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You've Been Schooled: 5 Types of Phishing Email Attacks You Should Be Educated On

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Prepare your team for the next phishing threat by "schooling" them on these 5 types of attacks. 

As most outdoors enthusiasts can tell you, there's a reason it's called fishing, and not catching.

Despite all your preparation and skill, that coveted fish can be hard to catch. The same goes for phishing, a cybercriminal tactic that involves email messages crafted to capture a person or an organization's sensitive data. More and more, these sophisticated attacks are hard to catch.

They're also expensive. According to Datto, one phishing email has the power to cause downtime for your entire business, to the average cost of $53,987. 

Your best defense as an organization is education. Prepare your team for the next phishing threat by "schooling" them on these 5 types of attacks. 

5 Types of Phishing Attacks Your Users Should Educated Themselves On. 

1. Mass Campaigns.

Wide net phishing emails are sent to the masses from a knock-off corporate entity asking them to enter their credentials or credit card details. Attacks that rely on email spoofing appear as if a trusted sender sent them, but there are few telltale signs to look for:

  • Does the information given look legitimate? Look to identify things like misspellings or a sender email address that have the wrong domain.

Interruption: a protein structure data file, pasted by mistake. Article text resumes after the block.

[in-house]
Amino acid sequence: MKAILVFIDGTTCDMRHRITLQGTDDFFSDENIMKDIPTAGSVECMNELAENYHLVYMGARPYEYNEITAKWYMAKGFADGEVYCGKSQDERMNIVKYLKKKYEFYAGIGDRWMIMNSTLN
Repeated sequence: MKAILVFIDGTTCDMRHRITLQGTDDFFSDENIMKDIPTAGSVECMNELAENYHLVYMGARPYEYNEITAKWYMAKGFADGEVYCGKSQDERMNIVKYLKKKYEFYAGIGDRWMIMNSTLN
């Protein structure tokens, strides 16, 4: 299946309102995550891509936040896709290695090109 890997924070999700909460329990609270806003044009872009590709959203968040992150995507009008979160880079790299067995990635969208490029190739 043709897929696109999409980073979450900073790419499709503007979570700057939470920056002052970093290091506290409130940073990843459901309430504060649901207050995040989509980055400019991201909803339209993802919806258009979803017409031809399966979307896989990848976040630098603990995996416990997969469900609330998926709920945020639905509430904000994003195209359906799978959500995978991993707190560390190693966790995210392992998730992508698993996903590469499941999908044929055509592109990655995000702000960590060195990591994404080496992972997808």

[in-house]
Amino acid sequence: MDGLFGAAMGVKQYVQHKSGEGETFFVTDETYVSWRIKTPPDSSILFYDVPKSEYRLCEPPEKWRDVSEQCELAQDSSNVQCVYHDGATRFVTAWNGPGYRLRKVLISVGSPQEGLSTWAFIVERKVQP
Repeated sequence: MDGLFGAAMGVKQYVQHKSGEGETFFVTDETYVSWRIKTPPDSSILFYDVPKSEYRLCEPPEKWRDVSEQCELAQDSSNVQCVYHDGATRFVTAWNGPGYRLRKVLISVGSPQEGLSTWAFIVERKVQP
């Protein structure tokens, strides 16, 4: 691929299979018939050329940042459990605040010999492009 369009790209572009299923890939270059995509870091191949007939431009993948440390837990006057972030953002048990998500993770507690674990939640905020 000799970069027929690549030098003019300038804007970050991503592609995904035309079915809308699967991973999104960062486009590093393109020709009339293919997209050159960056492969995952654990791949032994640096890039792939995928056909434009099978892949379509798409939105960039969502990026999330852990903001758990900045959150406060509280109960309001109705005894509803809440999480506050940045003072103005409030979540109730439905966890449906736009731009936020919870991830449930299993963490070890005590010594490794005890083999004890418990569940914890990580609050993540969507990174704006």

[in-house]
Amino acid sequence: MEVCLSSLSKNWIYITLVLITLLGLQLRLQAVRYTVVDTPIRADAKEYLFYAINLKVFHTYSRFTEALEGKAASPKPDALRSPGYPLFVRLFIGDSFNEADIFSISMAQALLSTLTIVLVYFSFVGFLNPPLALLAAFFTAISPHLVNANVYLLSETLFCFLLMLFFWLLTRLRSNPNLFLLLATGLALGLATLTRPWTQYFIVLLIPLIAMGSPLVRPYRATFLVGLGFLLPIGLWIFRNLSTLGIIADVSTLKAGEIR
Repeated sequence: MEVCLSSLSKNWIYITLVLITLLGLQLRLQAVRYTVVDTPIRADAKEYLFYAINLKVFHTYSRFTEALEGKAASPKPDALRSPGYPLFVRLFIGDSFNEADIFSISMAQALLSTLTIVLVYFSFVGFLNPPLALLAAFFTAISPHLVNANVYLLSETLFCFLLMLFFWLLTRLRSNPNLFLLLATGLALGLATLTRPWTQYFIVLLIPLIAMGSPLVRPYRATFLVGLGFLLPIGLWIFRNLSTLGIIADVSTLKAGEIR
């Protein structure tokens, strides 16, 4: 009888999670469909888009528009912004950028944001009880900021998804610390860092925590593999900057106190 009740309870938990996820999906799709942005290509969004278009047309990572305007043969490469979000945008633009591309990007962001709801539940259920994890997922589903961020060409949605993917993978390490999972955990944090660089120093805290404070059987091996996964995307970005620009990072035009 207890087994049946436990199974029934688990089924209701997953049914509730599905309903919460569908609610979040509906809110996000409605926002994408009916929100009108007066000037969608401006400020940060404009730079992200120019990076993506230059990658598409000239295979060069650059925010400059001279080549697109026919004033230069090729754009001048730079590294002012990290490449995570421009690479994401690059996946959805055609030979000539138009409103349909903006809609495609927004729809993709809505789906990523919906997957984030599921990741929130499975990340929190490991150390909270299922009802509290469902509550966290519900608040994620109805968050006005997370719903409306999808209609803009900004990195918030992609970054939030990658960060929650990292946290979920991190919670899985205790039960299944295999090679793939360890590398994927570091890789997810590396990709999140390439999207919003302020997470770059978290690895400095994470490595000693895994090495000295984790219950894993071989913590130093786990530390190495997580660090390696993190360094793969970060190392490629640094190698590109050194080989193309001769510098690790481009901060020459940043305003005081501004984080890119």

• Review the message for any logos that look odd or fake.
  • Ignore emails that have only an image and very little text.

2. Spear Phishing.

Directly targets a specific organization or person with tailored phishing emails.

  • Look out for internal requests from people in other departments or seem out of the ordinary for the job function.
  • Be wary of links to documents stored on shared drives like Google Suite, O365, and Dropbox because these can redirect to a fake, malicious website.
  • Any documents that require a user login ID and password may be an attempt to steal credentials.
  • Don’t click a link from an alleged known website. Instead, go to the browser, and go to the website yourself. This way, you can be sure you’re getting to the right website and not a phishing one.

3. Whaling.

Whaling refers to spear-phishing attacks directed specifically at senior executives and other high-profile targets in an attempt to gain access to company platforms or financial information.

  • If a senior leadership member has never made contact before, be wary of taking the requested action.
  • Make sure that any request that appears normal is sent to a work email, not personal.
  • If the request seems urgent, it might be costly if it is fake. Send a separate email/text or call the recipient and verify his request. Better safe than sorry.

4. Clone Phishing.

The attacker copies a legitimate email message sent from a trusted organization and replaces a link that redirects to a malicious/fake website.

  • Be wary of unexpected emails from a service provider, even one that might be part of everyday
    communication.
  • Look out for emails requesting personal information that the service provider never asked for. If you know the request is legitimate, it is best to go to the browser and type the data directly to the website.

5. Pretexting.

Pretexting involves an attacker doing something via a non-email channel (e.g., voicemail) to set an expectation that they’ll be sending something seemingly legitimate shortly only to send an email that contains malicious links.

Is your network infrastructure secure and stable? Just as importantly, are your users educated on identifying and avoiding a phishing attack? Schedule your visit with a Datamax Technology Specialist to learn more about Managed IT Services! 

New call-to-actionSource: Datto

Topics: Network Management Managed Services IT Consulting Network Security Cybersecurity